Banks and the private sector often lock horns on interest rate issues. When will the issue of interest rate volatility be sorted out? 

I think of the dispute between the banks and private sector on interest rate as similar to that between a house owner and tenants. It is normal for the lender to try to hike the interest rate, whereas for the borrower to seek lower rate. It is a natural process. We should be clear that interest rate is determined by demand and supply principle and banks have no role in controlling it. Moreover, the central bank has set 4.4 per cent spread for banks and we should comply with it.

One of the major complaints of the private sector is that the interest rate on loans issued at one point of time keeps increasing. Why is this so? 

I don’t think this is the case at present though such incidents had happened a few years ago. We also should not forget that lending rate had come down to as low as 6.5 per cent at some point in time. It is a human tendency to take notice when the interest rate goes up, but not when it comes down. Banks had also raised interest rate on deposits to as high as 12 per cent, which is often not discussed. But as of today, the lending rate has been connected to the base rate of a bank. This means that if base rate increases, banks can increase their lending rate and vice versa.

Though you mentioned earlier that interest rate is determined by supply and demand principle, banks were once seen as promoting cartel in interest rate. What do you have to say on this? 

Banks are not in favour of cartel. We cannot breach the interest rate spread of Nepal Rastra Bank. Cartel is often practised for profit-making. Had we practised it, our profit would have gone up significantly.

Banks have recorded a minimal 0.41 per cent operating profit before provisional growth in the first quarter of the ongoing fiscal though credit growth during the same period is almost 16 per cent. Had we practised cartel, our profit should have increased in line with rise in credit disbursement. We came to an understanding on interest rate at one point purely for the betterment of the economy and the banking sector.

Banks have expressed reservations regarding the new spread calculation method introduced by the central bank. Can you please elaborate?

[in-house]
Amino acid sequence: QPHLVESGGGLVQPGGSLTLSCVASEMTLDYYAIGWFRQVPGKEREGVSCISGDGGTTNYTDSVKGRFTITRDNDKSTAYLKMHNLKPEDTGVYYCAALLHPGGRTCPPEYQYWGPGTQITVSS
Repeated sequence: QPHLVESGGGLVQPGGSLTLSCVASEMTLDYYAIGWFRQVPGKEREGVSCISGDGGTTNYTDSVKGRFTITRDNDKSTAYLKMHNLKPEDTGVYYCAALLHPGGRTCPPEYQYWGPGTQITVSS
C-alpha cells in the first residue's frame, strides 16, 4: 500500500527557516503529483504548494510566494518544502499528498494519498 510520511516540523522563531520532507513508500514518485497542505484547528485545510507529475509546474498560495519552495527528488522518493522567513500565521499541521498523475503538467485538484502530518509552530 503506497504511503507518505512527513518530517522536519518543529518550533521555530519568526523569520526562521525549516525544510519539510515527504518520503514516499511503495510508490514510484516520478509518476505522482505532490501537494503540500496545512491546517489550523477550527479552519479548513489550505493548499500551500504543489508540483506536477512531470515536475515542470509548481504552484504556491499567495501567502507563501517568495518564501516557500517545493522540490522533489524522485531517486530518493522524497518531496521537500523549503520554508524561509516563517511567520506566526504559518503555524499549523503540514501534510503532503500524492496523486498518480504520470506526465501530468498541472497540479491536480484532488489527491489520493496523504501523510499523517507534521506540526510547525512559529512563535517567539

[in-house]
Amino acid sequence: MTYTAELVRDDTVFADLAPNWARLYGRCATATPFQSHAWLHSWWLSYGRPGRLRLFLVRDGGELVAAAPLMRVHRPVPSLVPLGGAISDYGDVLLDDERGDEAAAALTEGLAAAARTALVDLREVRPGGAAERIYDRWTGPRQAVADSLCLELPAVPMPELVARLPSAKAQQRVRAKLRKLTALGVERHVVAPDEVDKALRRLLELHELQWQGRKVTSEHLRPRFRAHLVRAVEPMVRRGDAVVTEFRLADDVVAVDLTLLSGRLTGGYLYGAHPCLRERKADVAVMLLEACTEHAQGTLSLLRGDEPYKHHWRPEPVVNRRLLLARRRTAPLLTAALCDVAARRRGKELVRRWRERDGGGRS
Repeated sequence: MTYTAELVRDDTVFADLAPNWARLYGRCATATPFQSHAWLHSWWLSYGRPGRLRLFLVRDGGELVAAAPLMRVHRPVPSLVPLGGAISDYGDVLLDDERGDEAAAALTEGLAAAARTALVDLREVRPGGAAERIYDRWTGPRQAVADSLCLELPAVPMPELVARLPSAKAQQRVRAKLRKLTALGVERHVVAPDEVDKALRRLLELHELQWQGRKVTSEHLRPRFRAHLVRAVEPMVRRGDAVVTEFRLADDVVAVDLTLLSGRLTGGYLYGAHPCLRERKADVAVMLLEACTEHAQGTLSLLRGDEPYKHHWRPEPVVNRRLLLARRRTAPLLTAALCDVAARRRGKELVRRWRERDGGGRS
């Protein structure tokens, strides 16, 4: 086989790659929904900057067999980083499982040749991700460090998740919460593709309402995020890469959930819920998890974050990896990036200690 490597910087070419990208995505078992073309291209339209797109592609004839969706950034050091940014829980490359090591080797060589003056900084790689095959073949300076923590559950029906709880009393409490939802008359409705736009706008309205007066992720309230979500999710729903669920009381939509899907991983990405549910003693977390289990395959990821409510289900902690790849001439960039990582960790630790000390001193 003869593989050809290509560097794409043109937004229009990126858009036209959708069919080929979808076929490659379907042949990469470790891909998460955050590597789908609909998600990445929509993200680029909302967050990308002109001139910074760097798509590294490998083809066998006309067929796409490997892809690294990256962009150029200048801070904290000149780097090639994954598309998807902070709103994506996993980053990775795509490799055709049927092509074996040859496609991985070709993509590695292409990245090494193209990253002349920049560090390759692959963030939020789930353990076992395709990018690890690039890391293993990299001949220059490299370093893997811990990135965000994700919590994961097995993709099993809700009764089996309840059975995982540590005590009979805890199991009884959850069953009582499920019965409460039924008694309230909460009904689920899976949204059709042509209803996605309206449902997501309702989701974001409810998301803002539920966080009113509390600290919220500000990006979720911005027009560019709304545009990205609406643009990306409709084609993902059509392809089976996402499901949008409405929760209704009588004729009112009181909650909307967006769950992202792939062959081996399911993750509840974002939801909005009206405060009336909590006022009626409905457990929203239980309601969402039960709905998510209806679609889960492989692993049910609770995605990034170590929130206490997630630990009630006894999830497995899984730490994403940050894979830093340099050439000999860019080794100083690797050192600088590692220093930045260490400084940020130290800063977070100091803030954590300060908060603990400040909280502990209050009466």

We should not look into absolute volume of profit made by a bank but rather at its volume compared to the investment. We should clearly understand that the return on equity (RoE) of banks is 15 per cent. This means that if we have invested Rs 100, we are making profit of Rs 15. So, RoE of 15 per cent where the interest rate on deposits is above 10 per cent is certainly not high as so many risks are inherent in the banking business. If we calculate risk-free returns for banks, it is only 10 per cent. Once the circular on new spread is implemented, the RoE of banks will come down to 10 per cent. Targeting the banking sector stating its RoE is high brings to fore questions about other sectors where the RoE is even higher than 15 per cent. A strong banking sector is a boon for the economy. In fact, some economists have accredited our enhanced banking sector for Nepal’s improvement in the doing business index. It is not that banks should make extremely high profit but around 20 per cent RoE is not bad. We have requested the central bank governor and finance minister to reconsider the spread calculation decision. The allegations of banks only being profit-centric at present are unfounded as the RoE in the sector some six-seven years ago was as high as 22 per cent. Banks today have reached all nooks and corners of the country. Over the last three years, the number of branches of commercial banks has reached 3,935 from 1,895, deposit accounts have reached 24.2 million from 13.5 million, loan accounts have reached 1.08 million from 761,000, mobile banking users have reached 8.1 million from 1.74 million, the number of debit card users has reached 6.5 million from 4.3 million and credit card users have reached 137,000 from 55,000. These statistics show how drastically Nepal’s banking sector has been expanding and enhancing. It is rather unfortunate to be criticised though we are giving our level best for the development of the country and economy. Our banking sector is almost at par with international banks. They are ahead only in the technology front.